The real economy matters to ordinary South Africans. In the next elections, economic policy, including jobs, service delivery, the price of petrol and the question of e-tolls will overshadow climate change debates. Every effort should be made to unify economic policy and the necessary transition to a low carbon economy. Climate change is not only a question of energy security but of affordable energy security, and these are fundamental issues that must be tackled. The economic basis of a low carbon future has not been determined at the national level. South Africa must address how to best combine the objectives of energy security, climate change and economic development as part of mainstream economic planning. We believe that a low carbon future is possible given many of the policy pillars are already in place.
The policy debate on environment, climate and economics went through a watershed period in 2011 when climate change became a visible public policy issue. Although it is debated whether this breakthrough in national thinking occurred by design or not, these precedents could determine how deeply this low-carbon transition is integrated over the next 20-30 years.
It could also determine our performance on the 2009 pledge of deviating 34% to 42% below our ‘business as usual’ emissions growth trajectory by 2020 and 2025 respectively, progress which is conditional upon receiving financial support from developed countries. Climate change considerations were incorporated into the 2010 Integrated Resource Plan (IRP) for electricity. Following the launch of the Green Economy Accord in 2011 prior to South Africa’s hosting the UN climate conference in Durban, stronger links to a green economy were introduced into the political conversation.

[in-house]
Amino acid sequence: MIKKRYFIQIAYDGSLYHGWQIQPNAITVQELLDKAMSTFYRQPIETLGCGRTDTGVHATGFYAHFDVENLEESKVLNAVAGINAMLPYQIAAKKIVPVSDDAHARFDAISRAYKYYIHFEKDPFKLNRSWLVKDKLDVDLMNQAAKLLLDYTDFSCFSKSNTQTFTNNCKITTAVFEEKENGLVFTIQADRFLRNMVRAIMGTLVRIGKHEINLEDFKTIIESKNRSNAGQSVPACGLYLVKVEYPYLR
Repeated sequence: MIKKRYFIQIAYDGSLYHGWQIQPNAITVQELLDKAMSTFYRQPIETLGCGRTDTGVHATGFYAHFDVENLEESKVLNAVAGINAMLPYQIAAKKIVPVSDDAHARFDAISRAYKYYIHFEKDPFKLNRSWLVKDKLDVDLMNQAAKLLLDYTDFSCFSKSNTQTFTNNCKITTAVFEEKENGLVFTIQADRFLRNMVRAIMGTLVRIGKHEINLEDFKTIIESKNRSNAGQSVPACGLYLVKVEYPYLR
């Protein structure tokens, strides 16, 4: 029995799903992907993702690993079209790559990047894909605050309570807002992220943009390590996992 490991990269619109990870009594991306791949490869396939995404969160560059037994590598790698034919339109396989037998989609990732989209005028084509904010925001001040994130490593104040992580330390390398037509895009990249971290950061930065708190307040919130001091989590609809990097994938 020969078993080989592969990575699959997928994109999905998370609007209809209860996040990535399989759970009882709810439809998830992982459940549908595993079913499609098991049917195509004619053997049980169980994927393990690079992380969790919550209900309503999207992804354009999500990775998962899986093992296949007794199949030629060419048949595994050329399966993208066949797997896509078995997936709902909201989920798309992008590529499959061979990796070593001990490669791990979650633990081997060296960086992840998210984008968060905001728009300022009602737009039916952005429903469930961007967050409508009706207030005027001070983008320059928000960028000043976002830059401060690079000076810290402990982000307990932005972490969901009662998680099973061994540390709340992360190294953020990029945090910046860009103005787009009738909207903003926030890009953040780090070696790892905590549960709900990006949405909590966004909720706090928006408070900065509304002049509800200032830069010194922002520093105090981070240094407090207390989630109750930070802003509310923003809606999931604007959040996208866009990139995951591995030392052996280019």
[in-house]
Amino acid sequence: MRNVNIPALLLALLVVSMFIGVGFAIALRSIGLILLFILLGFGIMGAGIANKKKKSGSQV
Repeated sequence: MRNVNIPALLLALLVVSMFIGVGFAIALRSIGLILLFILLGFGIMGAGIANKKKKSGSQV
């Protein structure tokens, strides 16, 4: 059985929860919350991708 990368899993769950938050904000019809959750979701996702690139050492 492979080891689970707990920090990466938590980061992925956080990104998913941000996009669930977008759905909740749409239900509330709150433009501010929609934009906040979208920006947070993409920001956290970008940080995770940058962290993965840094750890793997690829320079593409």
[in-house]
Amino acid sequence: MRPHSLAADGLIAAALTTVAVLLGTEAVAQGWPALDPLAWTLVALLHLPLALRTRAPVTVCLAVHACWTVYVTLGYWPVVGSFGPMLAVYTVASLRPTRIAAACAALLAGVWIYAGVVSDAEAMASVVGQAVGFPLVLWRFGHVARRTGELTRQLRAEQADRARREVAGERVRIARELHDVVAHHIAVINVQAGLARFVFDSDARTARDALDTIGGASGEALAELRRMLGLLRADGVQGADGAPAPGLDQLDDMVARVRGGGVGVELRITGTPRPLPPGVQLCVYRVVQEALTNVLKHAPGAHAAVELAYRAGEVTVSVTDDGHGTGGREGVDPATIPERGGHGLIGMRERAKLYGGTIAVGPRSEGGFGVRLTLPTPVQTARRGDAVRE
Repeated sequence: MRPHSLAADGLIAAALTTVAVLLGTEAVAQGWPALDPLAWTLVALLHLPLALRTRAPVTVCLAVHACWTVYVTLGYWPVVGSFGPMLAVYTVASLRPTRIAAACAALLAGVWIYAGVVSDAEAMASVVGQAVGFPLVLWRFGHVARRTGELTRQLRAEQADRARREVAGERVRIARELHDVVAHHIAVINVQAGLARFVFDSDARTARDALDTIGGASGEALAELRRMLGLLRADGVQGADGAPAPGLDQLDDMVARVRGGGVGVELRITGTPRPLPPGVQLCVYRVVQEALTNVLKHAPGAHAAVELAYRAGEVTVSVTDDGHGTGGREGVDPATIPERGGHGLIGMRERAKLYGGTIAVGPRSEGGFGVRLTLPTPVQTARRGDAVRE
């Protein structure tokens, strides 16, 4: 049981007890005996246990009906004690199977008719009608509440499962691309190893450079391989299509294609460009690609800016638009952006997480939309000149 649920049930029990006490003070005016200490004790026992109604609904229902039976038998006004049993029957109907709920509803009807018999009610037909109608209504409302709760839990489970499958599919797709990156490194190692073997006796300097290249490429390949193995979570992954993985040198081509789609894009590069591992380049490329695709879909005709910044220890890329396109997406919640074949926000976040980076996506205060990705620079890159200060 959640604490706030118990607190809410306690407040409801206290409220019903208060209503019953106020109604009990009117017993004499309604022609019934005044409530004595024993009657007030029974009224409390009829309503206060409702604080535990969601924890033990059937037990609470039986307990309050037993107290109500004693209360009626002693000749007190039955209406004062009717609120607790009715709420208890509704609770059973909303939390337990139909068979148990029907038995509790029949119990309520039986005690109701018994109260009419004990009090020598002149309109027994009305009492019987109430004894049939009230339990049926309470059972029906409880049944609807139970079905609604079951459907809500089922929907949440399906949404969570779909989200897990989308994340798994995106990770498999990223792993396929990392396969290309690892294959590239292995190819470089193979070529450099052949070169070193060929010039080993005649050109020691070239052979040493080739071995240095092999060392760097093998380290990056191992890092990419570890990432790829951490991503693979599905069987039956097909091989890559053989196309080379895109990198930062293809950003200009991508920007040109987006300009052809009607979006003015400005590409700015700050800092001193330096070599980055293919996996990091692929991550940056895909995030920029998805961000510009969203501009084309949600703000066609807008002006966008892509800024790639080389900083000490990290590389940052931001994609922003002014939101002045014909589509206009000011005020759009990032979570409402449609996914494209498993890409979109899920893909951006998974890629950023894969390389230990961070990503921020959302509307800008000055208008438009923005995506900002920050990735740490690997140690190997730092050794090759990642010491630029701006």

Preparing for a low carbon transition: Will it survive the election?
2012 saw a major milestone when the National Planning Commission released its National Development Plan setting out a 20-year vision that could improve, among other issues, the level of coordination among government agencies in ways that reinforce our low carbon transition. This plan seeks to influence some public spending considerations and its ambitious content has become a source of both inspiration and debate. It builds on South Africa’s National Climate Change Response Paper, which sets the mandate for actions on mitigation and adaptation.
It is unclear whether the commission and the plan will be in place after the elections. The issue of whether South Africa can achieve low carbon objectives through more state intervention or whether the use of private-sector approaches is required underpins this uncertainty.
Coal, carbon tax and vested interests
Since 2011, South Africa has rolled out large-scale renewable energy projects. Nearly 4,000 MW have been commissioned and these projects will stimulate new sources of growth, enterprise, and economic development through low carbon investments. These projects are part of the planned 19GW that must be installed by 2030, according to the Department of Energy’s Integrated Resource Plan 2010-2030.
And yet, 90% of South Africa’s electricity still comes from coal. Changing the electricity mix of Eskom, the state electricity utility, could reduce the carbon intensity of the entire grid, as 40% of South Africa’s liquid fuels come from the conversion of coal to fuel. It is for this reason that only a handful of companies, most notably Eksom and the now privatised liquid fuels company SASOL, are responsible for most of the nation’s carbon emissions.